Constable's Barbican from Rokesley Tower, Dover Castle, Kent, UK

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John Latter on December 30, 2009

The D-type Rokesley`s Tower, from where this photo was taken, is the southernmost tower on Dover Castle's Western Outer Curtain Wall, or Western Battlements (also see the Canons Gate and Rokesley Tower photo).

This view shows the earthwork of Constable's Barbican on the skyline with Dover Castle's dry moat in the foreground.

The first projection on the right-hand side is a buttress, the second (with the window) is Fulbert`s Tower.

Dover Castle is an English Heritage site.

Extract from "The History of the Town and Port of Dover and of Dover Castle (With a Short Account of the Cinque Ports)", Volume 2. Dedicated by the Reverend John Lyon, Minister of "Saint Mary`s", on April 21st, 1814, and published the same year:

Rokesley's Tower

This was a circular tower, built by Albrincis, and it has been called by his name; but the tower, in which he commanded, is on the north-east side of the Castle (see Avranches Tower). Several of the towers had open fronts, and without the least accommodation for the watchmen, when they were not on duty. This obliged them to build houses, near their stations; and Thomas de Rokesley, of Lenham, had a house belonging to this tower, near the old gate (Canon Gate or Monk Gate, close to the present Canons Gate entrance).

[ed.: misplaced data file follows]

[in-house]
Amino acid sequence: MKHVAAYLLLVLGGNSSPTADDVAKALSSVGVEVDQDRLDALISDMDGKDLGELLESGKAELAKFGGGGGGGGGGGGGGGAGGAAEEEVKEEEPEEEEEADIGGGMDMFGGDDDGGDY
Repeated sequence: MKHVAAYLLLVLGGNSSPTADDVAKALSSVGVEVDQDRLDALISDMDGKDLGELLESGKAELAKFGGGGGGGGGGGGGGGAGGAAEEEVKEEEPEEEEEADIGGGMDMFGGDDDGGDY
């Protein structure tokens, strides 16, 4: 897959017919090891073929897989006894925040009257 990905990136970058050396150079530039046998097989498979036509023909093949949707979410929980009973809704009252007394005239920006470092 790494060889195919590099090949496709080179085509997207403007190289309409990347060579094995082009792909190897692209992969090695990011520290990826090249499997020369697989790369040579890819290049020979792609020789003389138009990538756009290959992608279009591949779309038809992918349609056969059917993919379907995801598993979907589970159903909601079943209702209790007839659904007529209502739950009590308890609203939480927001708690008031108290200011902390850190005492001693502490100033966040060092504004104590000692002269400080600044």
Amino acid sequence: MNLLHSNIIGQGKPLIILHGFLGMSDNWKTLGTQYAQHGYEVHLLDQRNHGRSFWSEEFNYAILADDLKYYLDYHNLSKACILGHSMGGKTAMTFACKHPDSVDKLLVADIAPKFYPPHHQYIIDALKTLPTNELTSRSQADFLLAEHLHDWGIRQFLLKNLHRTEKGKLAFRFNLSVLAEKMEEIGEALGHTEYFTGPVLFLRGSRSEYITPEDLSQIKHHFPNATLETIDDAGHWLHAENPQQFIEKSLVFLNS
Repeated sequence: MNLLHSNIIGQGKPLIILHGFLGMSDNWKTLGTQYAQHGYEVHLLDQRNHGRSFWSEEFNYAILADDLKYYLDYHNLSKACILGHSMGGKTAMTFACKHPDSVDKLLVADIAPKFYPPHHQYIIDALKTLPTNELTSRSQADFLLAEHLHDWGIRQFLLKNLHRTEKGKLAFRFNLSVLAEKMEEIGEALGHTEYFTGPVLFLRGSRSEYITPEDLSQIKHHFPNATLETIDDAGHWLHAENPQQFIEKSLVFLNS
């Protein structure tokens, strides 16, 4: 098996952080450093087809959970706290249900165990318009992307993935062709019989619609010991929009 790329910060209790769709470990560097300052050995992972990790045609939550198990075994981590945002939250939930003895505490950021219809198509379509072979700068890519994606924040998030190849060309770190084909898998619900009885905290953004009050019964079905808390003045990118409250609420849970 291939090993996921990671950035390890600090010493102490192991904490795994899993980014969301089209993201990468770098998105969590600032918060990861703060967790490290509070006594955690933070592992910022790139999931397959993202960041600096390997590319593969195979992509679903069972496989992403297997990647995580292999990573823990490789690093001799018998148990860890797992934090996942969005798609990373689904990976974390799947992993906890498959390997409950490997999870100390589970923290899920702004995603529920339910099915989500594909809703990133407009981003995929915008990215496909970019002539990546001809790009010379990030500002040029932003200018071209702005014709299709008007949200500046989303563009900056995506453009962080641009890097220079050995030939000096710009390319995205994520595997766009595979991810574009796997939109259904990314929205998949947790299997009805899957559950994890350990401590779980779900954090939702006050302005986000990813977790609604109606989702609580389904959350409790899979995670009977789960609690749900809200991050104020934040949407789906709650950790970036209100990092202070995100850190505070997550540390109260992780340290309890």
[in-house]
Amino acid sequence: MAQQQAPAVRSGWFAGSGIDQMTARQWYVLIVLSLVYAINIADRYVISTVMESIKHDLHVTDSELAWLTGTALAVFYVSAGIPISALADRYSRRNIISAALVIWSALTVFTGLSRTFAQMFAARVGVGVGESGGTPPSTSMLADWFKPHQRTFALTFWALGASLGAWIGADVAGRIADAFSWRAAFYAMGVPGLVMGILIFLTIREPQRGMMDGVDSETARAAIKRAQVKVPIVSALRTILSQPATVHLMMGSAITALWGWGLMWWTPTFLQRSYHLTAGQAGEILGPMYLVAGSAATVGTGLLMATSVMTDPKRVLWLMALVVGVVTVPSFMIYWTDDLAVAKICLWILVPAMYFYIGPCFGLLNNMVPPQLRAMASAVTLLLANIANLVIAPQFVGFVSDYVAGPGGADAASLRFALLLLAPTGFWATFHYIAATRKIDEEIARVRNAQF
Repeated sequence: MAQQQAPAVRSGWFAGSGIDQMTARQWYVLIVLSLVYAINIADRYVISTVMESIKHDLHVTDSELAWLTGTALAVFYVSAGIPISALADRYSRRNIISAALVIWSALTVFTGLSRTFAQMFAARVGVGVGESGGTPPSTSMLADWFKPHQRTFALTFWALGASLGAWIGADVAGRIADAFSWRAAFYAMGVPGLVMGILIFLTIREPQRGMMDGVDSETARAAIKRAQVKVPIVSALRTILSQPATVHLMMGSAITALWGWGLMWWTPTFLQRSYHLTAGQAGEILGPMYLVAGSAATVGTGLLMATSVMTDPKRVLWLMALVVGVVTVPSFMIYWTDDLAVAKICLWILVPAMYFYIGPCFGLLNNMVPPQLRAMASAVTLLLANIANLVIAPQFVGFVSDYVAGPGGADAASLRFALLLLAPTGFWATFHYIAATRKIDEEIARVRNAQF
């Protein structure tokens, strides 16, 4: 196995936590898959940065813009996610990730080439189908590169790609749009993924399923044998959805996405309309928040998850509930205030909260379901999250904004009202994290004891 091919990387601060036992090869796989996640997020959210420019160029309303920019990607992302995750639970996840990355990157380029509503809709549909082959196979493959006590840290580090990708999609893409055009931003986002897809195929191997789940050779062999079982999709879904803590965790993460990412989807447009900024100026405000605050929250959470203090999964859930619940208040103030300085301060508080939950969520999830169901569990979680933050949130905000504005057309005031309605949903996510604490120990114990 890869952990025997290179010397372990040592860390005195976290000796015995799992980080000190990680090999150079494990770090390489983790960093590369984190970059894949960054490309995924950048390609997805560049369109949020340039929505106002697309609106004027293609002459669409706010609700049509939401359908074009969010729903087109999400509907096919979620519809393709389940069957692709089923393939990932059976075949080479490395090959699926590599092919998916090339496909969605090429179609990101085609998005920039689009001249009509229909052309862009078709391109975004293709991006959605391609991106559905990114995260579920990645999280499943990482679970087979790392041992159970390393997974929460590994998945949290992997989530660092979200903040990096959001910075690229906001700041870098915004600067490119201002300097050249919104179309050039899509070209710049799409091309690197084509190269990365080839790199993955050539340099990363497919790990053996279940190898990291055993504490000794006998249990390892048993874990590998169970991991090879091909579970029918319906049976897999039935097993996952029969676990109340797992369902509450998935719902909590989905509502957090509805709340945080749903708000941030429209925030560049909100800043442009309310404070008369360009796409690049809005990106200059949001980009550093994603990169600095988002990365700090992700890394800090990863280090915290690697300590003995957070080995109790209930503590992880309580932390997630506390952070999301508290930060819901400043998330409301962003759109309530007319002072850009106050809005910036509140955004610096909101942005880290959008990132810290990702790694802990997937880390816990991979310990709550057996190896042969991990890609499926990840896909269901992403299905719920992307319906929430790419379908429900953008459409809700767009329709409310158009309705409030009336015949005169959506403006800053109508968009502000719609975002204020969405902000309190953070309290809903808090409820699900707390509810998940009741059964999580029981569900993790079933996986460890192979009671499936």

He probably descended from Malerinus de Rokesley, who settled at North Cray, in Kent, in the reign of William the First. It was the custom of those, who commanded in the different towers, to have their arms cut in stone, and fixed in the wall, to shew from what family they descended; and it is very probable that they were removed; either at the decease, or at the resignation of the commander, as vey few of them have reached our time.

Thomas de Rokesley's arms were - Argent, a fesse, between three etoiles.

Abridged from The English Heritage Trail:

Dover Castle

Guardian of the 'Gateway to England', Dover Castle displays a solid strength and determination that has obviously carried it through many troubled times. Proudly standing atop the White Cliffs, overlooking this busy port, Dover Castle has withstood the test of time remarkably well throughout its long and eventful history. Dover Castle, as it stands today, dates from the rebuilding work during Henry II's reign, but the site has been of vital importance since the Iron Age. The first castle at Dover was probably an Anglo-Saxon fortress and, on the arrival of William the Conqueror, the existing fortifications were improved with the building of an earthwork castle. This Norman 'motte' (mound) which supported the castle is today known as 'Castle Hill'.

Work began on Dover Castle in the latter part of the 12th century with the construction of the Keep (or Great Tower) - the largest in Britain - and is entered through a forebuilding more substantial than any other built before or since. At each corner of the Keep lies a buttress turret, and mid-way along each wall is a pilaster buttress. Four storeys high, the Keep comprises a basement, first floor, and a second floor that spans two storeys, the upper level of which is a mural gallery that can be seen today at the end of the Great Armour Hall. The second storey provided the royal accommodation, and the first floor, based on a similar plan to the second, contained rooms with a much less elaborate decor. All floors were connected by staircases set in the north and south corner turrets.